One of the most infamous and most likely incorrect legends of the tower stem from Greek mythology, the story of Hero, a priestess of Aphrodite who dwelt in a tower in Sestos on the European side of the Hellespont (today’s Dardanelles), and Leander, a young man from Abydos on the opposite side of the strait. It was this legend that gave the Maiden’s Tower its second name, Leander’s Tower. Leander completely fell in love with Hero and to prove his love, he would swim across the Hellespont every night, just to be with her. To aid him, Hero would light a lamp at the top of her tower to guide his way. An innocent love at first, eventually Hero Succumbed to Leander’s advances and to his argument that Aphrodite, as the goddess of love, would scorn the worship of a virgin. Hero allowed him to make love to her and a long hot summer of romantic trysts began. But one stormy winter night, Leander struggled against the vicious waves of the waters and the storm cruel blew out Hero’s light. Leander tragically lost his way and was drowned. When Hero saw his dead body, she realised that life without her true love Leander would be unbearable. She threw herself over the edge of the tower to her death to be with him.

The legend of Hero and Leander is a famous story, recited again and again in music, literature and culture. As though the story’s connection with the Maiden’s Tower wasn’t enough, this tragic love story has become the subject of many well known cultural works across the ages. Shakespeare, no stranger to tragic love stories, paid homage to the lovers in his plays ‘Two Gentlemen of Verona’ and ‘Much Ado About Nothing’. Poet and Shakespeare’s rival, Christopher Marlowe began an expansive version of the narrative which was later completed by George Chapman. Composer Schumann is said to have perceived his “In der Nacht” from ‘Phantasiestucke’ as depicting the story of Hero and Schiller wrote the ballad ‘Hero und Leander’ based on the tale. Handel’s 1707 solo cantata in Italian, ‘Ero e Leandro’, is written about the two lovers and Rudyard Kipling chose to start his poem “A Song of Travel” with words: “Where’s the lamp that Hero lit/Once to call Leander home?” Sadly, this legend cannot be true, or at least the details have got confused over the ages. The Dardenelles where this story is said to have occurred, connects the Sea of Marmara to the Aegean Sea. The Bosphorus, home to the Maiden’s Tower, connects the Sea of Marmara to the Black Sea.

The most popular legend of the Maiden’s Tower is about an emperor and a fortune teller. The Byzantine emperor had a much loved daughter who was eternally precious to him. One day, an oracle professed that she would be killed by a venomous snake on her 18th birthday. The emperor took it upon himself to do whatever he could to overcome the oracles predictions and vowed to protect his daughter from death. The emperor had a tower built in the middle of the Bosphorus, believing that if she was away from the mainland, no snake could come close to her. He surmised that his daughter would remain in this tower until her 18th birthday when they had defied her promised death. The only visitor that she would be allowed would be her loving father.

As a gift on her 18th birthday, the emperor brought her a basket of exotic and sumptuous fruits. Delighted that they had been able to prevent the prophecy, his daughter reached into the basket, salivating and desperate to eat the delicious fruit. Just as she placed her hand in the basket, an asp that had been hiding among the fruit bit the young princess and she died in her father’s arms, just as the oracle had predicted. There have since been no sightings of snakes on the islet, but the Maiden’s Tower keeps a basket of fruit on a table by the entrance as a stark reminder of the fateful legend that bestows the place.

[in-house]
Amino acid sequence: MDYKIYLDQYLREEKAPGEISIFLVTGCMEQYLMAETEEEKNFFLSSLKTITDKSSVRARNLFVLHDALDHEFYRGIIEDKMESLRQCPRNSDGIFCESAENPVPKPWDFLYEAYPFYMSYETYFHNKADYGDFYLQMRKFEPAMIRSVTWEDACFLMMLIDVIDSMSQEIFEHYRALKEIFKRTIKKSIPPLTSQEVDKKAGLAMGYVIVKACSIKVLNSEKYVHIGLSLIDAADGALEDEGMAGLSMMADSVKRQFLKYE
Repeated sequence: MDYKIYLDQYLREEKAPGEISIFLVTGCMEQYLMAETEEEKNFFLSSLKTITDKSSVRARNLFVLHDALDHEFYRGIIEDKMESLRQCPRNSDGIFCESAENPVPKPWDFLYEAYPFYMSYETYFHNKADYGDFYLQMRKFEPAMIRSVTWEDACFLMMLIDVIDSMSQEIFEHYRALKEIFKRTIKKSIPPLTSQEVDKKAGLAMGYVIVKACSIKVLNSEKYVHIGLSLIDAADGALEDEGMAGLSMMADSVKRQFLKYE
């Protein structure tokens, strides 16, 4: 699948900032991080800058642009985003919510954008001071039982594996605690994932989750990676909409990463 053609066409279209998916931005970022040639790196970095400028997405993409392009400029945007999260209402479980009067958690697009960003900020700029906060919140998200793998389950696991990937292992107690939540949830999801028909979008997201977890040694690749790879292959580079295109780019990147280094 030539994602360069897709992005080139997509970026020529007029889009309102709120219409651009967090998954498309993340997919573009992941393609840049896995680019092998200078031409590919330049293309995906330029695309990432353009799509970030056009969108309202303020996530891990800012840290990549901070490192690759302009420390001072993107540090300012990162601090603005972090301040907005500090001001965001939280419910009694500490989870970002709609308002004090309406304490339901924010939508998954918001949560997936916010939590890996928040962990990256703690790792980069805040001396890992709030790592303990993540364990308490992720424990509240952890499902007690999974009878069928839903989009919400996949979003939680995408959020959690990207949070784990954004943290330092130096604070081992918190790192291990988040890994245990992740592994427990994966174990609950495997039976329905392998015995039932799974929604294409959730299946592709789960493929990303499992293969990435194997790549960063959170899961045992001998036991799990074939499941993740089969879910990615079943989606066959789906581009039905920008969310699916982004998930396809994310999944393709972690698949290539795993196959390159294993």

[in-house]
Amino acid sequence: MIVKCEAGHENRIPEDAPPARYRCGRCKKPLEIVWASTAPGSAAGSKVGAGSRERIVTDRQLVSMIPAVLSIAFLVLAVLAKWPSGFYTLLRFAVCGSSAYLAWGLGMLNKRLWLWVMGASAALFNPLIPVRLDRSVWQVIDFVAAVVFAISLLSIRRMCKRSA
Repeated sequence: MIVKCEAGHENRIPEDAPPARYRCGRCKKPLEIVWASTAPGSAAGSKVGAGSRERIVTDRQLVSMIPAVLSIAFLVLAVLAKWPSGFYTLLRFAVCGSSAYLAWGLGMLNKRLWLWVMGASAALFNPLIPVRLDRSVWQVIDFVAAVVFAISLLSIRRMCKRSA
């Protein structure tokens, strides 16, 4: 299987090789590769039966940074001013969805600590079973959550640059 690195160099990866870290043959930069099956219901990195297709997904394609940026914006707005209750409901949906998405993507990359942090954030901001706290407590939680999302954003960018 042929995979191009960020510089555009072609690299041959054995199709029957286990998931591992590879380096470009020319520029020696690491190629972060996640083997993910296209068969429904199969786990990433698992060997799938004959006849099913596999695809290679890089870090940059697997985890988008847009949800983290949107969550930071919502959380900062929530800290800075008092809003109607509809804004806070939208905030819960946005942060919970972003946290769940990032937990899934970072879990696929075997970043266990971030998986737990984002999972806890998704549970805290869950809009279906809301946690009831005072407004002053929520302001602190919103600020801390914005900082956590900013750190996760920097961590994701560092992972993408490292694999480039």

The Tower Today

Today, the Maiden’s Tower is home to an upmarket restaurant which serves traditional Turkish foods alongside some international favourites. Visitors can enjoy breakfast before noon, lunch or drinks during the day or an exquisite dinner by night. The price tag may be a little steep in comparison with mainland restaurants, but you are paying for the special location, the spine-tingling history and the incredible view. The islet also has a museum which is free to visit and worth investigating before or after your meal.

The infamous tower has also become something of a star internationally, with many film and television roles in recent decades. The tower was most famously featured in the 1999 Bond film, ‘The World is Not Enough’ starring Pierce Brosnan, a role that was surely bestowed upon the iconic tower after its successful appearance in the 1963 Bond movie ‘From Russia With Love’. It’s appearance in the 60s was as a mere backdrop, but clearly its beauty and talent as a location was just a starring role waiting to happen. 2007 brought yet another film appearance for the tower in the action thriller ‘Hitman’. She was also heavily featured in the Turkish drama programme Kurtlar Vadisi and was a star location in the video game ‘Assassin’s Creed: Revelations” where it is the location of one Masyaf key that the playable character must collect to complete the game.

Much loved by the Turks, the tower was depicted on the reverse of the Turkish 10 lira banknotes of 1966-1981, a reminder of a piece of romance among the bustling city of Istanbul. Should you wish to make your own slice of romantic history while in Istanbul, the tower is accessible by boats from Salacak on the Asian side or from Kabataş on the European Side, on the Bosphorus waterfront at the end of the funicular line from Taksim Square. The journey takes approximately 10 minutes from Kabataş and less than a minute from Üsküdar. Thought today to be a lucky charm of love, if romance is what you are searching for, the Maiden’s Tower could be your perfect aid. If the tower fails to bring you what you are looking for, it can certainly guarantee that you will fall in love with Istanbul as you gaze upon the city’s grand skyline from its watch tower.